As we venture further into the new year, many of the intentions we set on January 1st morph into something else. Traditionally, mid to late February attendance in the gym begins to slightly dwindle. The good news? 2013 is your year to turn over a new leaf!
The Coaches at Studiomix have come together to offer a modest collection of reads to keep you moving in the direction you set out for at the new year (or whenever you had the epiphany to bring about change).
Use this handful of truth sleuthing questions to help determine what your purpose is in health, fitness or exercise. Be as honest, objective and non-judgemental of yourself as you can- this is simply to help you identify what matters to you most. As the saying goes, “knowing is half the battle.” Get your pen ready:
Why are you exercising? Is it the act of actually doing it or the idea of what you get out of it that keeps you coming back for more?
What goals have you set for yourself? Was it to sweat every day? Are you working towards a PR (personal record) in distance or strength? Maybe you want to fit back into your prom dress. The point is, something spurred you to want to train because you wanted to accomplish something. Do you see yourself moving in the right direction or does your goal seem too far out of reach?
How do you track your progress? Whether it’s sets/reps/weight on a spreadsheet, a written journal or blog, in measurement taking or monthly photos, tracking your progress allows you to reflect. Is what you’re doing woking? Good, keep doing it. If not, it’s time to change things up.
Who are you accountable to? Well, yourself of course, but who else? Sometimes the best way to make sure you stay the course is to tell as many people about what you intend to do as possible. It’s highly likely that you’ll find others doing what you’re doing & nothing is better than having someone to encourage you and vice versa. You never know, you just might inspire someone to do what they haven’t had the courage to begin.
What do you get out of all this work? When you accomplish a certain goal, what will you do to celebrate (think non-self destructive rewards here). Develop a rewards system for yourself when you do what you have set out to do. As mini goals are met: go out for a movie on a weeknight, take that long weekend on the coast, or buy yourself something to make your workouts more fun (an iPod, shoes in wild colors, a new pair of Lululemon pants one size smaller :0). Having the right “tools” to workout can make all the difference. I’m not talking about dumbbells, medicine balls or treadmills, I mean the fun stuff.
Realize that your goals may change and your motivation to workout will fluctuate, and that’s alright. The important thing is to build a workout habit, much like feeding your fish, brushing your teeth and getting to work on time. Exercise may take some practice to incorporate into your day, but it’s worth it. YOU are worth it.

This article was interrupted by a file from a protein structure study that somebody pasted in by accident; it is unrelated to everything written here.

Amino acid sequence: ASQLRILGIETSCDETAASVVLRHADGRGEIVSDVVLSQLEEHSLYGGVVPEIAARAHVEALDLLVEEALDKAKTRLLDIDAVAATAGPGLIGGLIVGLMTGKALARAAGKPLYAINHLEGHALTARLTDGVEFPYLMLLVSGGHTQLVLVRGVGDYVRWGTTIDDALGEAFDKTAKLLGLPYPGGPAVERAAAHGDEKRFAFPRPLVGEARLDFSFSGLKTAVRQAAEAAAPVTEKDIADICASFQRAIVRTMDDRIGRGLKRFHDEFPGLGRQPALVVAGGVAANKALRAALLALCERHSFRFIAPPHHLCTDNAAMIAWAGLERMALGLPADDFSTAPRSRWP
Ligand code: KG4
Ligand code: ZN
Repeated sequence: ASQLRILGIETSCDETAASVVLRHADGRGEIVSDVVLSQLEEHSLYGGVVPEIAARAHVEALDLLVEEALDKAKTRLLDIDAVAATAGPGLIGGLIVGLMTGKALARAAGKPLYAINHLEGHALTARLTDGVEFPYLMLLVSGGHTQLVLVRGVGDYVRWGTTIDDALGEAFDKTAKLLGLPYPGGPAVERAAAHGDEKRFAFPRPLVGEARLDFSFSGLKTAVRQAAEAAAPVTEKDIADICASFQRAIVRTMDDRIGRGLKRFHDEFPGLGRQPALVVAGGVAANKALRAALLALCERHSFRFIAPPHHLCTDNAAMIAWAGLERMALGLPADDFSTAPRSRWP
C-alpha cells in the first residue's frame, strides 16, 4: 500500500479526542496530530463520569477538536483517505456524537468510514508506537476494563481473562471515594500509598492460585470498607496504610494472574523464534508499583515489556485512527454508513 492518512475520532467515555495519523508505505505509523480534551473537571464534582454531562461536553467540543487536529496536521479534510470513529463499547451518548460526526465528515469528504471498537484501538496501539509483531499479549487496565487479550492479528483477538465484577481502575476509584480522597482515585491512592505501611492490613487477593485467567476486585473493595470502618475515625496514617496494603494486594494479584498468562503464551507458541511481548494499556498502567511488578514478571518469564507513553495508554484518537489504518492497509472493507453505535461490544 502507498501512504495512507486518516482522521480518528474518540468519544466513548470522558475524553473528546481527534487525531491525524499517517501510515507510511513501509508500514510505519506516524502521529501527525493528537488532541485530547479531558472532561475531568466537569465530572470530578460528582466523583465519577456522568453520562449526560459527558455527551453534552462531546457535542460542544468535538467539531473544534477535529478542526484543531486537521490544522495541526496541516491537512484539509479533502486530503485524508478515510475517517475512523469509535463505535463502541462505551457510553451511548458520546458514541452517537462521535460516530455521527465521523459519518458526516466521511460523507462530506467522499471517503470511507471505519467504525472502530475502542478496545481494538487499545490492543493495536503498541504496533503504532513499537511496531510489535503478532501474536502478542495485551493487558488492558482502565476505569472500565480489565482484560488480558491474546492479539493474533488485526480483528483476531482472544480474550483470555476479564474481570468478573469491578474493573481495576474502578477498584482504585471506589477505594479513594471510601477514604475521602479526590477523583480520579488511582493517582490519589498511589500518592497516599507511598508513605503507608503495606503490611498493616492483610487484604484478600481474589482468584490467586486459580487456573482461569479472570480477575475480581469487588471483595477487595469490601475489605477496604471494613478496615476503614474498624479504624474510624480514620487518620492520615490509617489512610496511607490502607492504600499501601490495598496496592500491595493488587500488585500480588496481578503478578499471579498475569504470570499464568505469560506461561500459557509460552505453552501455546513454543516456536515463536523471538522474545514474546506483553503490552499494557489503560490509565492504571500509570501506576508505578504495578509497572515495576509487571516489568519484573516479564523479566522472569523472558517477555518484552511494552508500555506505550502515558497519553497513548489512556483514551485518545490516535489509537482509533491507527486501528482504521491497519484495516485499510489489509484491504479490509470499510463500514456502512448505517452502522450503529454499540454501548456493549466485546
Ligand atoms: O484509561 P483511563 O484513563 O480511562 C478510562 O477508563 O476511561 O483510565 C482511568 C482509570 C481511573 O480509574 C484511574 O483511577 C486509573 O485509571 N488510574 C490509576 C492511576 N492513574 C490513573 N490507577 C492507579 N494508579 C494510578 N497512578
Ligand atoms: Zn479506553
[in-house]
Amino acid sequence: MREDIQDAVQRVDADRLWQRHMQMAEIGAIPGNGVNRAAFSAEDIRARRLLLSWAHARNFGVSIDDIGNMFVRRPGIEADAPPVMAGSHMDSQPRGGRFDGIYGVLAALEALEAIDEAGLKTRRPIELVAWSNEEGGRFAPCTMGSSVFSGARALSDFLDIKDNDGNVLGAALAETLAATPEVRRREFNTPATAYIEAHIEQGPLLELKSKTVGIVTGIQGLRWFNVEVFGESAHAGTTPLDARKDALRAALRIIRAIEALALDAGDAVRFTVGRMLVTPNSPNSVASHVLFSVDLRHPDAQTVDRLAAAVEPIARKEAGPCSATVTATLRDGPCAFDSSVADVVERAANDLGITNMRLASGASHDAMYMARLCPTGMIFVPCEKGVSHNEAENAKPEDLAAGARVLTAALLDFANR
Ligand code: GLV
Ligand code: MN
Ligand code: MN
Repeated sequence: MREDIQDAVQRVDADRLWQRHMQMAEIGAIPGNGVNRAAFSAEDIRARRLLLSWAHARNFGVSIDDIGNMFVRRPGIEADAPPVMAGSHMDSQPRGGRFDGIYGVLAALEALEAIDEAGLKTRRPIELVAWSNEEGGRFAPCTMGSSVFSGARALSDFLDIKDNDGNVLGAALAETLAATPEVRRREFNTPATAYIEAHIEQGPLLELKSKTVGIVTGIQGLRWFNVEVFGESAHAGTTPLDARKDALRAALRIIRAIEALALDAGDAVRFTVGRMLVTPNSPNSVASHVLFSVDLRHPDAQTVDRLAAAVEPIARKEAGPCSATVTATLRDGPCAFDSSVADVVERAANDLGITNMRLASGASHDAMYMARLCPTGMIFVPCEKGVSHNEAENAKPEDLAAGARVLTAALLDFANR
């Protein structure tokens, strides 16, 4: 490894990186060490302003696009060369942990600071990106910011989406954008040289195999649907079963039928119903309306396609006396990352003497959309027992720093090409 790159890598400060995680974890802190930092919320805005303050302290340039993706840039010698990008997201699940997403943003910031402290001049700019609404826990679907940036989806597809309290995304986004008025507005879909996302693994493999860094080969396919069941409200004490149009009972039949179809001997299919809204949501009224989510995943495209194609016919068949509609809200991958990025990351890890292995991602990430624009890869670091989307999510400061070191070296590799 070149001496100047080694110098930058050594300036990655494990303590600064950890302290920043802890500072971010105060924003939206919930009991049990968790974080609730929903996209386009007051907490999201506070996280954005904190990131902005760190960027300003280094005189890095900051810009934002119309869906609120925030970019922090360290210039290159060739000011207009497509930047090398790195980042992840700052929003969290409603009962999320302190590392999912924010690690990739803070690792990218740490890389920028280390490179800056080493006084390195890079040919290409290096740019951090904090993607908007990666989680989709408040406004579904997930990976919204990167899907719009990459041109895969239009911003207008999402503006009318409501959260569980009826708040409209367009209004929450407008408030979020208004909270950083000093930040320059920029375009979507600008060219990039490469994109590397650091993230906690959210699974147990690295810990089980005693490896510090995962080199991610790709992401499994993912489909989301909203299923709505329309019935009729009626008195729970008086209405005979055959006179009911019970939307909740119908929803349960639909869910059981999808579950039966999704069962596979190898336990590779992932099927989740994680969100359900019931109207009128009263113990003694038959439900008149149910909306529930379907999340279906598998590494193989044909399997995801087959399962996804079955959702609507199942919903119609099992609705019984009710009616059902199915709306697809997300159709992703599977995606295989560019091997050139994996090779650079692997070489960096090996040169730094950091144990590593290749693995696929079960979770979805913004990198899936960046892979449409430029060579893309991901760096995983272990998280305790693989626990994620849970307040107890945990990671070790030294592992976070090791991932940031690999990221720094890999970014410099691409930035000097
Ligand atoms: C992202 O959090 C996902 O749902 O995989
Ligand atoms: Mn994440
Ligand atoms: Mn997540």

Here are some excellent reading recommendations from a few of the Studiomix Health Coaches. Many of these books can be found at your local independent bookstore. Check out Refinery29’s Bookmark It: The 8 Best Indie Bookstores in SF or do a google search for a mom & pop shop near you. Just in case, there are online links included.
Jet Noir suggests: Ultramarathon Man: Confessions of an All-Night Runner
Jet, inspired by challenge:
“When I was training for my first Marathon, I was given this book as a gift. Before deciding to do the event, I thought that running 26.2 was “crazy”. This book changed my definition of crazy and after reading it, I felt like human beings are capable of more, but only if we push ourselves.”
Kim Nicol suggests: The Brain that Changes Itself!
The wisdom Kim gained:
“Great read about neuroplasticity: how our brain actually changes depending on our thoughts and behaviors. It’s well-written, and there are some really interesting stories of personal challenge and triumph! You’ll come away with a whole new respect and awe for the brain.”
Brenda Hatley suggests: The Achievement Zone: An Eight-step Guide to Peak Performance
Brenda thinks she can. And she’s right:
“The Achievement Zone is great as a little workbook to look at what thoughts are holding you back and how to change those thoughts so they become tools instead of hindrances. I used it for competition and to get through those tough training sessions when I thought I didn’t have the juice or ability.”
Michael Espero suggests: Pragmatic Thinking and Learning: Refactor Your Wetware
Take it away, Michael:
“My biggest takeaway is that it’s important to manage your own attention to stay aware of your own biases and simply because, much like exercise, more work isn’t necessarily better and often diminishes the quality of your results.”
Vincent Som suggests: Starting Strength: Basic Barbell Exercises
Vincent tells it like it is:
“This is basically the bible for anyone looking to start getting stronger. Basic movements, mechanics, reasoning, it has it all. It’s used by countless athletic teams and athletes the world over, and it’s been translated into more languages than I can count.”
My suggestion: Switch: How to Change Things When Change Is Hard
My ignited spark:
“Switch cleverly uses three elements: 1) the elephant 2) the rider and 3) the path to illustrate how the two hemispheres of the brain interact with the environment to help us build, reinforce or change behaviors. Whether you are looking for a way to change your own ways or influence a group, Switch offers a pragmatic approach to motivating the elephant (the emotional, touchy-feely right brain), guiding the rider (the outcome driven, analytical left brain), and shaping the path (tweaking your environment) to encourage success.”